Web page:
The conclusion is really simple: the RSA SecurID 800 token fails to protect its secrets. An attacker with software-only access (even remote) to the token can recover its wrapped keys in only a few minutes each. A token whose security depends on how fast you unplug it isn’t much of a token.

June 28, 2012

Why RSA is misleading about SecurID vulnerability

Filed under: Crypto,Protocols,Security — Nate Lawson @ 5:01 am

There’s an extensive rebuttal RSA wrote in response to a paper showing that their SecurID 800 token has a crypto vulnerability. It’s interesting how RSA’s response walks around the research without directly addressing it. A perfectly accurate (but inflammatory) headline could also have been “RSA’s RSA Implementation Contained Security Flaw Known Since 1998“.

The research is great and easy to summarize:

  • We optimized Bleichenbacher’s PKCS #1 v1.5 attack by about 5-10x
  • There are a number of different oracles that give varying attacker advantage
  • Here are a bunch of tokens vulnerable to this improvement of the 1998 attack

Additional interesting points from the paper:

  • Aladdin eTokenPro is vulnerable to a simple Vaudenay CBC padding attack as well. Even worse!
  • RSA implemented the worst oracle of the set the authors enumerate, giving the most attacker advantage.
  • If you use PKCS #1 v2.0, you should be safe against the Bleichenbacher attack. Unless you use RSA’s implementation, which always sets a flag in generated keys that allows selecting v1.5 and performing a slight variant of this attack.

The real conclusion is that none of the manufacturers seemed to take implementation robustness seriously. Even the two implementations that were safe from these attacks were only safe because implementation flaws caused them to not provide useful information back to the attacker.

The first counterclaim RSA makes is that this research does not compromise the private key stored on the token. This is true. However, it allows an attacker to decrypt and recover other “wrapped” keys encrypted by the token’s key pair. This is like saying an attacker is running a process with root access but doesn’t know the root password. She can effectively do all the same things as if she did have the password, at least until the process is killed.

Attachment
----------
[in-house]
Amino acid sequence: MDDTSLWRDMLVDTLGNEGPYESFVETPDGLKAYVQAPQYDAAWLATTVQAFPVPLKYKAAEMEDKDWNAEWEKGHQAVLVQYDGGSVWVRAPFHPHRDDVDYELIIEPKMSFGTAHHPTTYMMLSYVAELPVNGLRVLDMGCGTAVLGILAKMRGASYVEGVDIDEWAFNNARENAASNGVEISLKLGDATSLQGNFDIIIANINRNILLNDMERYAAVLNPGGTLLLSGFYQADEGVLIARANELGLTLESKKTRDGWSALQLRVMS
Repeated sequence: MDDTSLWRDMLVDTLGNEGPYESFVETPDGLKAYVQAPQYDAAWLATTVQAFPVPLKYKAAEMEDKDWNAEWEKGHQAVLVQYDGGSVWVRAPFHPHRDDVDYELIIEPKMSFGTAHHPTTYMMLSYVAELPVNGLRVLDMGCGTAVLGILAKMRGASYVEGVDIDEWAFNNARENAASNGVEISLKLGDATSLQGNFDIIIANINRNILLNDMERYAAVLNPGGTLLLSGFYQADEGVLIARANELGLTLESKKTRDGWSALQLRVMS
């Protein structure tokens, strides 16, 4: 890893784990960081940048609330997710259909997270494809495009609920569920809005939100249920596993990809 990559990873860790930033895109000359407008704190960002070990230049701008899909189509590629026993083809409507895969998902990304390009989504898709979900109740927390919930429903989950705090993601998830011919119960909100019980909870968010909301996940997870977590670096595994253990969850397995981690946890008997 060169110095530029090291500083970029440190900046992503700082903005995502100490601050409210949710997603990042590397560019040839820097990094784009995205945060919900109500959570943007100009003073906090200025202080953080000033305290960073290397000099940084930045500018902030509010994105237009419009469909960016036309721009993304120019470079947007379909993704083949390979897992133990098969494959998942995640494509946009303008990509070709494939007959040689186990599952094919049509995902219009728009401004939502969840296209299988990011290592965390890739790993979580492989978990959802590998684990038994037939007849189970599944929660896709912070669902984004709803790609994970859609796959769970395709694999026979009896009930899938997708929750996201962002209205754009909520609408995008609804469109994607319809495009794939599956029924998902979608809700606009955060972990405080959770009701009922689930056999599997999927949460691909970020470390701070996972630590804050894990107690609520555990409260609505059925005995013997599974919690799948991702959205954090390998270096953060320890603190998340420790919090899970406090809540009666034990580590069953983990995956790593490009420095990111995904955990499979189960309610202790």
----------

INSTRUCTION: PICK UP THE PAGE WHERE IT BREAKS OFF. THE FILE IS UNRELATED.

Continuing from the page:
RSA is ignoring the point that even a legitimate user should not be able to recover these encrypted “wrapped” keys. They can only cause the token to unwrap and use them on the operator’s behalf, not recover the keys themselves. So this attack definitely qualifies as privilege escalation, even if performed by the authorized user herself.

The second claim is that this attack requires local access and a PIN. This is also correct, although it depends on some assumptions. PKCS #11 is an API, so RSA really has no firm knowledge how all their customers are using it. Some applications may proxy access to the token via a web frontend or other network access. An application may cache the PIN. As with other arguments that privilege escalation attacks don’t matter, it assumes a lot about the customer and attacker profile that RSA has no way of knowing.

The final claim is that OAEP (PKCS #1 v2.0) is not subject to this vulnerability. This is true. But this doesn’t address the issue raised in the paper where RSA’s implementation sets flags in the key to allow the user to choose v2.0 or v1.5. Hopefully, they’ll be fixing this despite not mentioning it here.

RSA has taken a lot of heat due to the previous disclosure of all the SecurID seeds, so perhaps the press has focused on them unfairly. After all, the research paper shows that many other major vendors had the same problem. My conclusion is that we have a long way to go in getting robust crypto implementations in this token market.